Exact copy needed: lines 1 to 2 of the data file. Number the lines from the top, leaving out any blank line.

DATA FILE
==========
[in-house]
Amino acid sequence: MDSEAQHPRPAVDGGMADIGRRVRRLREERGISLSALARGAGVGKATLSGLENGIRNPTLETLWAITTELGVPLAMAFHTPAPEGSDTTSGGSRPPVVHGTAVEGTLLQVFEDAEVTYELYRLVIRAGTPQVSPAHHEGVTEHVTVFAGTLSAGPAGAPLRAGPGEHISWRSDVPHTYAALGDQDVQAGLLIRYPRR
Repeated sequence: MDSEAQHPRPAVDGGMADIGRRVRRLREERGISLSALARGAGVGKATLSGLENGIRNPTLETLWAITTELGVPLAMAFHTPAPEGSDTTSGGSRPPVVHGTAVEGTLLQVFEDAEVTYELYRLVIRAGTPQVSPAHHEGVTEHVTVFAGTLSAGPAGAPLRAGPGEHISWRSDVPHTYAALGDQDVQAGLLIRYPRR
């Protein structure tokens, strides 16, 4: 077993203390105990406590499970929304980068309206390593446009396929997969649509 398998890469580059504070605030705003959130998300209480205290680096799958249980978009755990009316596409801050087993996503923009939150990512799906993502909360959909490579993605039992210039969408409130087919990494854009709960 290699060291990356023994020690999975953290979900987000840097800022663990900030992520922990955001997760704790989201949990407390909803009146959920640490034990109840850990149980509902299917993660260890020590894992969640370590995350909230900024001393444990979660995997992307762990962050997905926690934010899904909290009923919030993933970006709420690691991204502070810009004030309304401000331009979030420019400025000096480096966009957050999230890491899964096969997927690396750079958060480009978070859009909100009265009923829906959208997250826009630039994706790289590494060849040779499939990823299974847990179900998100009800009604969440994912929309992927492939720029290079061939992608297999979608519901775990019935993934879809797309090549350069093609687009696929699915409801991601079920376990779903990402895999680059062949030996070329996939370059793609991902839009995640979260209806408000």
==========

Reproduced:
[in-house]
Amino acid sequence: MDSEAQHPRPAVDGGMADIGRRVRRLREERGISLSALARGAGVGKATLSGLENGIRNPTLETLWAITTELGVPLAMAFHTPAPEGSDTTSGGSRPPVVHGTAVEGTLLQVFEDAEVTYELYRLVIRAGTPQVSPAHHEGVTEHVTVFAGTLSAGPAGAPLRAGPGEHISWRSDVPHTYAALGDQDVQAGLLIRYPRR